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HOOGIE "Just for the Halibut" Kylin Studios KSCD 007

These guys will blow your socks off. Hoogie is a quartet of musicians from the vibrant Edinburgh music scene, this is their second recording, and both are outstandingly good. The combination of fiddle, pipes and accordion is ideal for traditional tunes, but also works well here for some much more modern material. The back line of guitar, bass and drums is flexible and tasteful. The three songs on this recording are a mixed bag, with a traditional Scottish ballad, an old Gaelic lament, and a recent composition from Hoogie's guitarist: all three are nicely sung and expertly arranged, although most of the vocals come from guest singers.

The album title is hugely appropriate. Hoogie seem to have thrown an enormous range of music onto this CD, to see what happened. The opening set of reels on fiddle and box, against a rich modern background, is followed by a sumptuous Scottish waltz in the style of Blair Douglas or Sandy Brechin, and then the idiom shifts away from the contemporary: a traditional song that owes much to Ossian, a fine fiddle solo with ringing strings, and a set of Breton Larides with the pipes coming in half way through like a vacuum cleaner. Things start to build up again with a set of extremely bouncy reels, then a medley of dance tunes over slap bass and percussion, then a lovely slow air with a terrible name, and into the gorgeous Gaelic song "Braigh Loch Iall" which gets a dramatic but sympathetic treatment.

Still with me? There are another seven tracks to go in this hour-long outburst, including an unannounced bonus, but there are a couple of other things I want to mention.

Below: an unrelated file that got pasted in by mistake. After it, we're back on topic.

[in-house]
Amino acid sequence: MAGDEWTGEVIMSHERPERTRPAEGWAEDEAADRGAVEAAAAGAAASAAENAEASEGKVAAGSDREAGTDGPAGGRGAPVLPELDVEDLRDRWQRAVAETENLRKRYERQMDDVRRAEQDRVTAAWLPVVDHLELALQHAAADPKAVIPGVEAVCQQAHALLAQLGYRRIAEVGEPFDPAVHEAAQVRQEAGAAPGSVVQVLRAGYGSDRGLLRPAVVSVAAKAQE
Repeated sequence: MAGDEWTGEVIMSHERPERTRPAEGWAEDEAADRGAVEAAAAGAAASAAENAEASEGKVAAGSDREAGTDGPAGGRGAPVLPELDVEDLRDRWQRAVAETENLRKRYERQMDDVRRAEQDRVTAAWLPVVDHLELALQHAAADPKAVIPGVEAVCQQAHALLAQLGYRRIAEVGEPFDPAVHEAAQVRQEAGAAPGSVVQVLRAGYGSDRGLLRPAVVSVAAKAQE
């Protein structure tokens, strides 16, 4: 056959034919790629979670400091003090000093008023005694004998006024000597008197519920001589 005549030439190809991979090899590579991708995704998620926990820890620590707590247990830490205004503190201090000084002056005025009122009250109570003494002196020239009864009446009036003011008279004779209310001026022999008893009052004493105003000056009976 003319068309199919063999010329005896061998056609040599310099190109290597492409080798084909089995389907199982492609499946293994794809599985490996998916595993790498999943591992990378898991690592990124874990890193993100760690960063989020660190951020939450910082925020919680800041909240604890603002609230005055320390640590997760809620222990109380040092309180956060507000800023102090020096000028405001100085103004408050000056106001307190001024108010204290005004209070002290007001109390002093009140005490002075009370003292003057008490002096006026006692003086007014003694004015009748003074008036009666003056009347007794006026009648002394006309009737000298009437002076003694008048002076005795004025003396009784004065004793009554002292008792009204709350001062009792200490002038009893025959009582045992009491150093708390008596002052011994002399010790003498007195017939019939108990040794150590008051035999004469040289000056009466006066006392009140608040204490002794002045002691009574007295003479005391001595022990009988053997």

First, Hoogie's musicianship is top class. Most of the tunes have been written and arranged by the band to a stunningly high standard. Hoogie's technical brilliance is equally high, particularly on the accordion. I learnt about this CD because box supremo Sandy Brechin included it in his 2001 favourites, and it's not hard to see why.

Second, the taste and understanding shown on this recording is exemplary. With a broad mix of styles and lots of guest musicians, this could have been an unremarkable and disjointed CD, but instead there's a consistency and coherence which connects all the different tracks. The only oddball is perhaps the midatlantic song "Find You" which isn't really from the same stable.

Last, it's obvious that Hoogie had great fun recording this material. "Just for the Halibut" is extremely enjoyable, not just because of all the corny jokes. I've rarely heard music with more bounce, and the combination of this with Hoogie's tight sound and sound technique is a definite winner. If you want to know more, visit www.hoogie.co.uk - maybe you'll even find an explanation for the name.

Alex Monaghan


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This album was reviewed in Issue 47 of The Living Tradition magazine.